Annual SMSF Audit - Why Quality Counts
Financial security and independence are two of the most popular reasons that Australians are turning towards SMSFs in their droves. There is no doubt that managing your super fund is as appealing as it sounds for those dedicated to spending their retirement in affluence.
While freedom is key, there is one area that an SMSF owner must relinquish control and that is the dreaded annual audit. We use the word dreaded because it's no secret that stereotypes of dull auditors with their lengthy, drawn out stories and inside (cue not funny) jokes are rife within the industry.
ATO crack down on illegal SMSF tax schemes
The ATO has encouraged self-managed retirees to expose dodgy SMSF practitioners that are pushing illegal tax schemes and giving the industry a poor reputation. After identifying a significant number of retirement planning schemes that were created purely to help people avoid tax as opposed to providing retirement benefits, the ATO is looking to close down the schemes with the help of SMSF retirees.
The Deputy Commissioner Michael Cranston has joined forces with trustees who have fallen victim in the rogue schemes in an effort to work together to shut down dodgy schemes and put an end to schemes that pose a risk for retirees and their retirement savings.
ATO Report Released - Top Contravention Areas for SMSF
The ATO has released valuable data that outlines where the highest proportion of contraventions occurred in the previous financial year and how many have since been rectified.
The review has shown that 7,900 SMSF's had auditor contravention reports lodged with a total of 20,500 contraventions.
The report shows there has been a decrease compared to the previous year of 4% in the number of SMSFs with an ACR and a decrease of contraventions by around 7%. Just under half of those contraventions reported to June 2016 were reported as rectified.
ATO Targeting Low-Cost SMSF Auditors
The ATO is beginning to target low-cost self managed super fund auditors in an effort to ensure audits are undertaken thoroughly and efficiently.
Low-cost auditors require a high turnover of work to make ends meet which is leading the ATO to examine whether the individuals are examining contraventions closely enough.
Crack down on auditor independence by ATO for 2016/17 FY
The ATO has been clear that risks to independence are a focus in the 2016-2017 financial year, as is the assurance that SMSF auditors are complying with all of the independence requirements set out by the APES Code of Ethics for Professional Accountants.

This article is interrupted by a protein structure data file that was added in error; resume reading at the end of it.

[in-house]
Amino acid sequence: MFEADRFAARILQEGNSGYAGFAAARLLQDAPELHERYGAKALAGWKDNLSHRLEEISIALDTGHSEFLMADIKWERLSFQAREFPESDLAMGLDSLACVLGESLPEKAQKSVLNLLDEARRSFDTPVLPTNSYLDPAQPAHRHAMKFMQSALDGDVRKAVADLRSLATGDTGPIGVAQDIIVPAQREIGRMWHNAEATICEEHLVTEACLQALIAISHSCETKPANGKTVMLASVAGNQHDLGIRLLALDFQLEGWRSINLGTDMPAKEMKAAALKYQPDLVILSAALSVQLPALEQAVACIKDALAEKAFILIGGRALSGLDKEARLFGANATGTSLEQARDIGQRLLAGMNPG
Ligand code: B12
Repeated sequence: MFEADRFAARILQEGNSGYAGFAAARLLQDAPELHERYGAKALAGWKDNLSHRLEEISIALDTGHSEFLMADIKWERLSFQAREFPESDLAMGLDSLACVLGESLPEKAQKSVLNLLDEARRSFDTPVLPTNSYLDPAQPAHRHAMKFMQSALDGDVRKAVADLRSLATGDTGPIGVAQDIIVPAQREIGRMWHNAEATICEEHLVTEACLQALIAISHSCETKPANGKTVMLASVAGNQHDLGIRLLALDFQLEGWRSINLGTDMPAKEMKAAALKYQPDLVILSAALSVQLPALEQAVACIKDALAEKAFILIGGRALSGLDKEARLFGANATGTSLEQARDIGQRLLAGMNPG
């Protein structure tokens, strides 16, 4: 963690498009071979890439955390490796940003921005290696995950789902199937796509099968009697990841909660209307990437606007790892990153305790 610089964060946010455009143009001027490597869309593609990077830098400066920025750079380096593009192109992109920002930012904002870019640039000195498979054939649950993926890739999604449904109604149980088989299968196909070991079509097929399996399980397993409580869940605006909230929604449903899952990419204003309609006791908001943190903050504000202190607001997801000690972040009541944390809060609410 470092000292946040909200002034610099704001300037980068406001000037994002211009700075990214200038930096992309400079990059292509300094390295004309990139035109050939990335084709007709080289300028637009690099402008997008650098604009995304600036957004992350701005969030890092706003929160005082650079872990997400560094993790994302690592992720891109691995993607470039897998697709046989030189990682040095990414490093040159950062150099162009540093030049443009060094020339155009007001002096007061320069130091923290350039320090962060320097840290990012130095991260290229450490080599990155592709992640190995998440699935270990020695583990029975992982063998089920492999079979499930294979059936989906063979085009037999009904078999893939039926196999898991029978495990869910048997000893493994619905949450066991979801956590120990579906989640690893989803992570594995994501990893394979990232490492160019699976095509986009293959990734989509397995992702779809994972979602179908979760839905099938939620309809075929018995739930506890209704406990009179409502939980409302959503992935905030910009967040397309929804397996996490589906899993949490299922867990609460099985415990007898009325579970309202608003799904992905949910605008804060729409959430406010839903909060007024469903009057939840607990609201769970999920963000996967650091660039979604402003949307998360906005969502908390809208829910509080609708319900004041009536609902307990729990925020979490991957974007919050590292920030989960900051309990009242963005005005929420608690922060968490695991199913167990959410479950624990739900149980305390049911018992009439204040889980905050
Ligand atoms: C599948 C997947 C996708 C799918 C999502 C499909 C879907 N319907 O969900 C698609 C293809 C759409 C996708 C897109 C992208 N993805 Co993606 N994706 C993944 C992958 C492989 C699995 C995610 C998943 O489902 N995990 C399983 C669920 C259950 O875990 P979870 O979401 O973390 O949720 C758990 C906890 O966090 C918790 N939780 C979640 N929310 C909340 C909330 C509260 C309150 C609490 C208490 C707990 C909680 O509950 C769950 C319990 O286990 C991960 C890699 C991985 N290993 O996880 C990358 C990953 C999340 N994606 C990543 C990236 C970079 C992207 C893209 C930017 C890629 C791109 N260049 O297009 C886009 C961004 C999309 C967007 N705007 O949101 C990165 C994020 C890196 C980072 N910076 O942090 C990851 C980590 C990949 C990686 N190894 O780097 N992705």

Here are a number of key threats to auditor independence which are being focused on by the ATO in the current financial year:
Self reviews This is the threat of an SMSF auditor who also acts as a tax agent for the fund. Self-reviews are a threat to independence and auditors are required to safeguard independence and remove themselves when they are concerned about compliance.
Reciprocal audits The process where an auditor will audit their auditor’s fund. This process can lead to self-interest threats and creates a disincentive to question the other practitioner’s work. ASIC and the ATO have an issue with reciprocal audits and require a third party that is independent to undertake an objective audit.
Misuse of SMSF auditor numbers surfacing via ATO
A number of auditors have approached the ATO with serious concerns their auditor numbers are being misused on SMSF annual returns they were not responsible for.
This startling revelation has been revealed as the ATO admits there is nervousness from within the SMSF auditing community that misuse is being detected due to administrative error but also misappropriation of auditor’s numbers.
In an act to monitor the misuse, SMSF auditors can email the ATO directly to be sent a list of the annual returns on which their numbers have been recorded allowing a more stringent monitoring of SMSF number use. Due to privacy reasons, this list cannot be sent automatically to auditors and should be manually requested by each SMSF auditor.
New SMSF returns are due 28th February.
As most of the industry will be aware, the annual return for new SMSFs is due on the 28th February 2017. If you’re in the process of arranging an annual return for a new SMSF, there are plenty of things to keep in mind.
Considerations such as whether the SMSF needs to lodge, any establishment costs and the status of the fund should be reviewed ahead of this deadline.
How do you know whether you need to do an annual return for a new SMSF?
Due to the fact that SMSFs are a type of trust and deposits of cash are made into a super fund bank account, a new SMSF will require financial statements and tax returns regardless of the size of the fund.
All SMSFs need their financial statements audited annually by a registered super fund auditor for compliance and with the 28th February deadline looming it’s important that any new fund gets their return organised to ensure no red flags are raised.
SMSF changes imminent for collectables
SMSF's that hold collectables or personal use assets including paintings, coins, antiques, artifacts, memorabilia, recreational boats, jewellery, books, wine or motor vehicles acquired before 30 June 2011, should be aware of significant changes that will take effect on 1 July 2016.
A new set of rules will be rolled out for SMSF’s and investors should be aware of the rules to protect their investment and ensure their collectables have the appropriate level of documentation, insurance and legal support.